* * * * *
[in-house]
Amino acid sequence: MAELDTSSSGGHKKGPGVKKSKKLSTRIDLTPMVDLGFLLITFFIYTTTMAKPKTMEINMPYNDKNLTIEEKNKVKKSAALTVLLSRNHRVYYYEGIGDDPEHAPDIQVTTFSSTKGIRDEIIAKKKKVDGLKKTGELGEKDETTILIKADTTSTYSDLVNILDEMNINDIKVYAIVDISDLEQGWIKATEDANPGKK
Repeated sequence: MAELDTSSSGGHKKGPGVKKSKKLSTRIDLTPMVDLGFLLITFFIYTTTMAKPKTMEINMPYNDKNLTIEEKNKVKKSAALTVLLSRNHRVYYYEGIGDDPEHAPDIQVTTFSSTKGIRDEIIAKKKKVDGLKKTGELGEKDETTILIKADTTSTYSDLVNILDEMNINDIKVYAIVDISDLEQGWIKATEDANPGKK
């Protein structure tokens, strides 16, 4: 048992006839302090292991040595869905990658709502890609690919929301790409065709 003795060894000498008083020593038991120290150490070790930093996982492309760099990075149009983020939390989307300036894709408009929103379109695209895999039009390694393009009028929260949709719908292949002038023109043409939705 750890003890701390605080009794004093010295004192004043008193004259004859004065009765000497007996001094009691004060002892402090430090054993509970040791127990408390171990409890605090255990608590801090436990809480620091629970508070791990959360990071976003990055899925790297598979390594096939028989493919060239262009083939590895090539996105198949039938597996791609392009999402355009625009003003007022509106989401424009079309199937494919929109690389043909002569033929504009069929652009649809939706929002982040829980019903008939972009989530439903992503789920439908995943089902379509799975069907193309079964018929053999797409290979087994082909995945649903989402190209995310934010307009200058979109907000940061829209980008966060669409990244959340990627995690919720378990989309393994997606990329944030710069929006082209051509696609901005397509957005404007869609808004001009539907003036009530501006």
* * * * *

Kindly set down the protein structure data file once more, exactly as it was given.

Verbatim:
[in-house]
Amino acid sequence: MAELDTSSSGGHKKGPGVKKSKKLSTRIDLTPMVDLGFLLITFFIYTTTMAKPKTMEINMPYNDKNLTIEEKNKVKKSAALTVLLSRNHRVYYYEGIGDDPEHAPDIQVTTFSSTKGIRDEIIAKKKKVDGLKKTGELGEKDETTILIKADTTSTYSDLVNILDEMNINDIKVYAIVDISDLEQGWIKATEDANPGKK
Repeated sequence: MAELDTSSSGGHKKGPGVKKSKKLSTRIDLTPMVDLGFLLITFFIYTTTMAKPKTMEINMPYNDKNLTIEEKNKVKKSAALTVLLSRNHRVYYYEGIGDDPEHAPDIQVTTFSSTKGIRDEIIAKKKKVDGLKKTGELGEKDETTILIKADTTSTYSDLVNILDEMNINDIKVYAIVDISDLEQGWIKATEDANPGKK
């Protein structure tokens, strides 16, 4: 048992006839302090292991040595869905990658709502890609690919929301790409065709 003795060894000498008083020593038991120290150490070790930093996982492309760099990075149009983020939390989307300036894709408009929103379109695209895999039009390694393009009028929260949709719908292949002038023109043409939705 750890003890701390605080009794004093010295004192004043008193004259004859004065009765000497007996001094009691004060002892402090430090054993509970040791127990408390171990409890605090255990608590801090436990809480620091629970508070791990959360990071976003990055899925790297598979390594096939028989493919060239262009083939590895090539996105198949039938597996791609392009999402355009625009003003007022509106989401424009079309199937494919929109690389043909002569033929504009069929652009649809939706929002982040829980019903008939972009989530439903992503789920439908995943089902379509799975069907193309079964018929053999797409290979087994082909995945649903989402190209995310934010307009200058979109907000940061829209980008966060669409990244959340990627995690919720378990989309393994997606990329944030710069929006082209051509696609901005397509957005404007869609808004001009539907003036009530501006």